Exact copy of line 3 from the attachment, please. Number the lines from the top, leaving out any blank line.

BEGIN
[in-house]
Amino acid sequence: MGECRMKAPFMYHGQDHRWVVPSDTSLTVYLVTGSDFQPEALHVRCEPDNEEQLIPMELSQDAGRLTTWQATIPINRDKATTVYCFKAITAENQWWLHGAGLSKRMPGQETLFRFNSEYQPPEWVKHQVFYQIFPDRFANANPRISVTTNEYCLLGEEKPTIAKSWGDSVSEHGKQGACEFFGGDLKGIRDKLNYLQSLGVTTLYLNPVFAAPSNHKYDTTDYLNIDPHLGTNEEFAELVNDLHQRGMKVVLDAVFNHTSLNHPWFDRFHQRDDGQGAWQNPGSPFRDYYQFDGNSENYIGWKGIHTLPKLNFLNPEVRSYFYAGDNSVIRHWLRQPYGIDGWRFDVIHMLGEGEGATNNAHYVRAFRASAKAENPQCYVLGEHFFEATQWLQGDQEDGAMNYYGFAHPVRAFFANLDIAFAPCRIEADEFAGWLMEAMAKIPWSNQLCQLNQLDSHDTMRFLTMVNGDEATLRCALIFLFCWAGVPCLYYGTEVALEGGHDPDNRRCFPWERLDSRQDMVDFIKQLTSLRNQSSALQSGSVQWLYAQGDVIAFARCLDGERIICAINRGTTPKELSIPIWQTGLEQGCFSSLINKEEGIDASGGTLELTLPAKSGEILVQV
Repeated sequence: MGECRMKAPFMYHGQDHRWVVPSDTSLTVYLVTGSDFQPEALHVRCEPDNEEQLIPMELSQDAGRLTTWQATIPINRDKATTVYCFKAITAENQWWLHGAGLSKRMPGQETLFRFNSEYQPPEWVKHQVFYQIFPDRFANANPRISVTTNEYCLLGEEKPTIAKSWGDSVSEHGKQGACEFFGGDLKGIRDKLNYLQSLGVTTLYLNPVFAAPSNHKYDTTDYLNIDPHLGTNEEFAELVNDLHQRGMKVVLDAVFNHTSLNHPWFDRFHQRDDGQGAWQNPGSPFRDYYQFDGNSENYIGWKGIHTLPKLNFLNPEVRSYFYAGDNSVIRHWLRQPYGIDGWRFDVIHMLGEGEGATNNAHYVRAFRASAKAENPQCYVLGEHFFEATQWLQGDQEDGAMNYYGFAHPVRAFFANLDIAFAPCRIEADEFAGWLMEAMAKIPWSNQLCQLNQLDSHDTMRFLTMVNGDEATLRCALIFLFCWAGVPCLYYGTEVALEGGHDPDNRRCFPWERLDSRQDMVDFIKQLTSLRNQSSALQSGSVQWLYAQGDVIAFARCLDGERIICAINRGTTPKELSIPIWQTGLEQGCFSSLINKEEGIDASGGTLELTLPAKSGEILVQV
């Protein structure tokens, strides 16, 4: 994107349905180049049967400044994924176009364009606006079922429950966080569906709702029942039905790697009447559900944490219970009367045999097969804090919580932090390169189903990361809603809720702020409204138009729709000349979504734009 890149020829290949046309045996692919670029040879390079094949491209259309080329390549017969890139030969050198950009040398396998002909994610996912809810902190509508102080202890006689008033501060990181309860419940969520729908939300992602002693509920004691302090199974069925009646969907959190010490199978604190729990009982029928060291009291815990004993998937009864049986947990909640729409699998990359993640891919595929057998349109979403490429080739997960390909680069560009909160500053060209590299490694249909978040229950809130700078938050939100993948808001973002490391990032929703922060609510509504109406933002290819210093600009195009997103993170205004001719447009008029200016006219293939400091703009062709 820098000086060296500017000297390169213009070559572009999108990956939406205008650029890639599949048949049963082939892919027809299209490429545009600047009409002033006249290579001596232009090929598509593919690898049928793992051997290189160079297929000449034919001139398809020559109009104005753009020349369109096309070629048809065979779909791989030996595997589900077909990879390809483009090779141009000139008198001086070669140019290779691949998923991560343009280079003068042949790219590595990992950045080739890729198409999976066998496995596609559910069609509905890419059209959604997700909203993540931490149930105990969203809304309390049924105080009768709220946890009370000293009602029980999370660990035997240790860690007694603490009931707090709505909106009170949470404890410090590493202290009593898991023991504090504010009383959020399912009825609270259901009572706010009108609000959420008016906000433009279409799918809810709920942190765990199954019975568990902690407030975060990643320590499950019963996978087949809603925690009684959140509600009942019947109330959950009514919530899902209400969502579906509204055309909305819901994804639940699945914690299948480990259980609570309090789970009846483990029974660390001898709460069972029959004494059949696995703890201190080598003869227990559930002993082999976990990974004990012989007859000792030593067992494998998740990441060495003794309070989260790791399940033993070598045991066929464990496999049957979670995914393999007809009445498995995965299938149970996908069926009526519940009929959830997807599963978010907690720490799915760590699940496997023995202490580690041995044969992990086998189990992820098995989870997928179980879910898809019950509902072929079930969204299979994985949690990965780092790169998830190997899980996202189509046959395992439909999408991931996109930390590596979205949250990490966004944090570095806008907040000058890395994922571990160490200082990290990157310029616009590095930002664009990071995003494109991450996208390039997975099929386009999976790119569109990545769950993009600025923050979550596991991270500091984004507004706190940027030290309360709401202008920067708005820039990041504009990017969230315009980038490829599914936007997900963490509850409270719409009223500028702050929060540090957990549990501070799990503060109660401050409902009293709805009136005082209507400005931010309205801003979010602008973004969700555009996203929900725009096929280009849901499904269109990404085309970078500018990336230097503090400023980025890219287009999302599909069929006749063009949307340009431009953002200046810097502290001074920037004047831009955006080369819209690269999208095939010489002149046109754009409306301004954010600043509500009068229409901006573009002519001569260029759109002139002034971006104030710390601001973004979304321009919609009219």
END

Repeated sequence: MGECRMKAPFMYHGQDHRWVVPSDTSLTVYLVTGSDFQPEALHVRCEPDNEEQLIPMELSQDAGRLTTWQATIPINRDKATTVYCFKAITAENQWWLHGAGLSKRMPGQETLFRFNSEYQPPEWVKHQVFYQIFPDRFANANPRISVTTNEYCLLGEEKPTIAKSWGDSVSEHGKQGACEFFGGDLKGIRDKLNYLQSLGVTTLYLNPVFAAPSNHKYDTTDYLNIDPHLGTNEEFAELVNDLHQRGMKVVLDAVFNHTSLNHPWFDRFHQRDDGQGAWQNPGSPFRDYYQFDGNSENYIGWKGIHTLPKLNFLNPEVRSYFYAGDNSVIRHWLRQPYGIDGWRFDVIHMLGEGEGATNNAHYVRAFRASAKAENPQCYVLGEHFFEATQWLQGDQEDGAMNYYGFAHPVRAFFANLDIAFAPCRIEADEFAGWLMEAMAKIPWSNQLCQLNQLDSHDTMRFLTMVNGDEATLRCALIFLFCWAGVPCLYYGTEVALEGGHDPDNRRCFPWERLDSRQDMVDFIKQLTSLRNQSSALQSGSVQWLYAQGDVIAFARCLDGERIICAINRGTTPKELSIPIWQTGLEQGCFSSLINKEEGIDASGGTLELTLPAKSGEILVQV